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Thriving or Falling: The Programs Least Impacted by COVID-19

Some programs, such as Workforce Development courses, stayed strong during the COVID-19 pandemic, while others saw significant reductions in enrollments. The key to retention could be engaging with students as early as their junior year of high school.

The EvoLLLution: What do you feel are some of the key drivers behind this national decline in learner numbers?

Brenda Hellyer: Let me give you an overview of Texas and San Jacinto College, which is a community college in the Houston Gulf Coast region. We have one bachelor’s program in nursing, but our main focus is on workforce training and academic transfer. In Texas, there are 50 community colleges, and we were experiencing growth before COVID-19, with most of it occurring in our urban areas. It was our rural areas that were suffering enrollment declines. We’ve seen the population declines with our census data, so we know those rural areas had already been struggling. Through COVID, Texas community colleges lost approximately 12% of their enrollment. Our university partners stayed pretty flat, with maybe a slight increase, and a portion of that was coming from their graduate work. But with community colleges, the decline was largely across the board.

We have also seen the high school graduates, those May 2020 graduates, who didn’t go anywhere in higher education were the largest part of the decline for fall 2020. At my institution, we saw increases in high school students taking dual credit during that time also, but we’re seeing those enrollments come back down now. For our continuing ed students, generally working students, we saw declines in enrollment, meaning they didn’t return. And we saw large declines in our Latinx and Black males.  

We actually saw overall enrollment increase through the first part of COVID, but I really attribute that to the significant federal funding we received and were able to roll out to students. We offered programs to get students back to class and funded a Retake Program that allowed students who failed a class through COVID to take it again for free. We also helped struggling students supplement living and technology costs, so they still had resources for higher education.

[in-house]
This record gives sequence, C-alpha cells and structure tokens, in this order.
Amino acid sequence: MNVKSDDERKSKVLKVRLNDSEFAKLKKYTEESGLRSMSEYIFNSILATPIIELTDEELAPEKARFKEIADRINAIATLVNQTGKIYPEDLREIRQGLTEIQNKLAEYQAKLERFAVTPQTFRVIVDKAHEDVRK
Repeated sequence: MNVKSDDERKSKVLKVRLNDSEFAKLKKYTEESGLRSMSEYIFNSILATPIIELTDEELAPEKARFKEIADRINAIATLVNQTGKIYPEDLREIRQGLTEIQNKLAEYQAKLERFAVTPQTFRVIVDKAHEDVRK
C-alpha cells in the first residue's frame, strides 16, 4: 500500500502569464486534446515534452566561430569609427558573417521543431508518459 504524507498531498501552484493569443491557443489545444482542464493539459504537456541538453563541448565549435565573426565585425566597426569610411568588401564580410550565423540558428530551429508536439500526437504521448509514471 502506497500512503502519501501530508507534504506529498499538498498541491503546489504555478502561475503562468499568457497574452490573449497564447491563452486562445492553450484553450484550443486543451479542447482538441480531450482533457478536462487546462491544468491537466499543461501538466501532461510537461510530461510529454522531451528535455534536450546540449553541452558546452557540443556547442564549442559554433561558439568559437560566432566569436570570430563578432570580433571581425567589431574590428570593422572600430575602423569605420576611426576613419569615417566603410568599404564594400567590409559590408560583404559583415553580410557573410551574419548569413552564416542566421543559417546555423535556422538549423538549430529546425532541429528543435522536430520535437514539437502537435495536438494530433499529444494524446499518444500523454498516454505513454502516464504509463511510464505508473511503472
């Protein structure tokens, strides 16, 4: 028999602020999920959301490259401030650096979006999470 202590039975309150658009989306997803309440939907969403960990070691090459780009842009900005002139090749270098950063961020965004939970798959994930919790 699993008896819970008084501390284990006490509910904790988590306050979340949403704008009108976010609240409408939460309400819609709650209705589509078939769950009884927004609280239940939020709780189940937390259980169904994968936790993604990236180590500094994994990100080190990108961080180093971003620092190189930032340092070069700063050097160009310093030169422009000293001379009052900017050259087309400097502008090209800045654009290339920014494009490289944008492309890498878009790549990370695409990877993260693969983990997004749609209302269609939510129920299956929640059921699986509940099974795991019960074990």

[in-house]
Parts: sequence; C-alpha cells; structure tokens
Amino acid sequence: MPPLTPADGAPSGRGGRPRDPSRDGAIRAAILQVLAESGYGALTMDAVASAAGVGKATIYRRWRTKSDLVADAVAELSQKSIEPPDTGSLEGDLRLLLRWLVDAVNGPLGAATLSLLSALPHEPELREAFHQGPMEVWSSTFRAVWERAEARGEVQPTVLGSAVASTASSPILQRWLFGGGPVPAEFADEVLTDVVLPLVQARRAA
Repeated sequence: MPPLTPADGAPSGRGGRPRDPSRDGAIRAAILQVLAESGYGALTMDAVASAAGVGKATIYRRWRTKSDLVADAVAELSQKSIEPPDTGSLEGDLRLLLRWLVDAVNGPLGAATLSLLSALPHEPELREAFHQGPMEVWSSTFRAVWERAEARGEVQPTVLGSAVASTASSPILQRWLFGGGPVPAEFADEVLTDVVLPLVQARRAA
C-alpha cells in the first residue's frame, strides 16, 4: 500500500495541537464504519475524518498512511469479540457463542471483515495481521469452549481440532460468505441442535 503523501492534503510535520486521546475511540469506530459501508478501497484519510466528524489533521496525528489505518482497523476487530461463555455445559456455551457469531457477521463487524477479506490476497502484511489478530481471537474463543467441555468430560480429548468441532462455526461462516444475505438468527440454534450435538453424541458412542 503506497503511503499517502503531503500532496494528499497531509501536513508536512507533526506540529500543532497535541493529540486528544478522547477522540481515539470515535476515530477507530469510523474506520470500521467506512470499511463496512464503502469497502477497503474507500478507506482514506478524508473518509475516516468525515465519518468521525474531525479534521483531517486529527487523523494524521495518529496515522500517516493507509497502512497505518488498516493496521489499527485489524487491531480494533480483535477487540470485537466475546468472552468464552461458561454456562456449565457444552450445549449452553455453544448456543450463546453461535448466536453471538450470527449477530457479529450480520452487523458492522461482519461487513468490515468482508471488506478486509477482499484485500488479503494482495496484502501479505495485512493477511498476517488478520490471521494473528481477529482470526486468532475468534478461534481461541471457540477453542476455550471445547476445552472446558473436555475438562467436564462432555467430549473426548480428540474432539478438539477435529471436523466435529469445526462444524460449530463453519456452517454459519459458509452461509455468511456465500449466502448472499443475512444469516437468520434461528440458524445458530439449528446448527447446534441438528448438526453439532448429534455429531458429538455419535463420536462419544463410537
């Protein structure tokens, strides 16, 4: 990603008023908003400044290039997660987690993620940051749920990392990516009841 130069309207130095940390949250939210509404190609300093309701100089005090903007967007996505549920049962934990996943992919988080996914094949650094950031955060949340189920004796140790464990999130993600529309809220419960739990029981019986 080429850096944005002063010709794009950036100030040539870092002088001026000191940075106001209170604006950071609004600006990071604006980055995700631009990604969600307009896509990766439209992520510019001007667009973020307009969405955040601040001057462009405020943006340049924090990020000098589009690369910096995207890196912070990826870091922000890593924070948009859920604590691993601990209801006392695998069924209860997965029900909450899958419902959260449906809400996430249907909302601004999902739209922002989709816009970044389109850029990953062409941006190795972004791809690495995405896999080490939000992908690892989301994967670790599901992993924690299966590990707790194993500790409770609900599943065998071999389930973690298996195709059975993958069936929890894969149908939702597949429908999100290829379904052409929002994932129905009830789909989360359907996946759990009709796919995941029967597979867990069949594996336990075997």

This summer, we’re seeing a slight decline in enrollment and largely in our academic courses. Technical courses and workforce programs have continued to do well. For fall, we’re doing great right now, but the concern is if it will hold.

Part of the enrollment decline trend we are experiencing in community colleges and higher education reflects what we are hearing across the nation. For example, we hear questions like: What is the value of higher education? Is it worth students coming? What’s going to happen to the economy? What kinds of earnings are students going to receive after earning their credential? I also think there is a lack of understanding of the value of workforce credentials. Many people do not know what a one-year certificate is. How do we help our communities understand the value of those one-year or two-year certificates?

Another issue is that lack of connection with our high schools. I don’t know how the rest of the country does it, but at San Jacinto College, we were really hands-on, getting into our high schools and making sure we had counselors meeting with parents and students. This connection started in junior year and continued through senior year, but we lost all that through COVID. It has been a challenge to reconnect and be present at high school, talking with students, parents and counselors. The community college application process gets pretty active in June and July, and that’s late for a student to be thinking of where to attend school. But last year during COVID, applications were even later than normal, in addition to going down. Right now, those numbers are up again. I think our challenges are the perception of higher education and the value of credentials, but there’s also a struggle to really connect with future students and community.

While Texas has experienced growth in enrollment over the years, our growth has really come from our dual credit enrollment—students who are still in high school students. In 2010, we were at about 10,000 dual credit enrollment students. Last year, that was more than 200,000, which changes the dynamics of our enrollment. Many of us are giving discounted tuition to encourage those dual credit students to enroll with us. They take some hours with us. They may earn their associate degree while they’re in high school. But, if they’re not earning it, they’re transferring to a partner university rather than staying with us to complete it. Hopefully, we have helped them see what they can accomplish in higher education. Getting those college hours early is important, but the community college business model has changed in Texas due to the increase in dual credit students, which has also reduced our first-time college enrollment numbers following high school. But even more of an issue is that we keep missing a whole portion of the population—those students who don’t attend at all. How do we connect with students who don’t see the possibilities of higher education for themselves? That’s a real concern for me.

This interview was edited for length and clarity.

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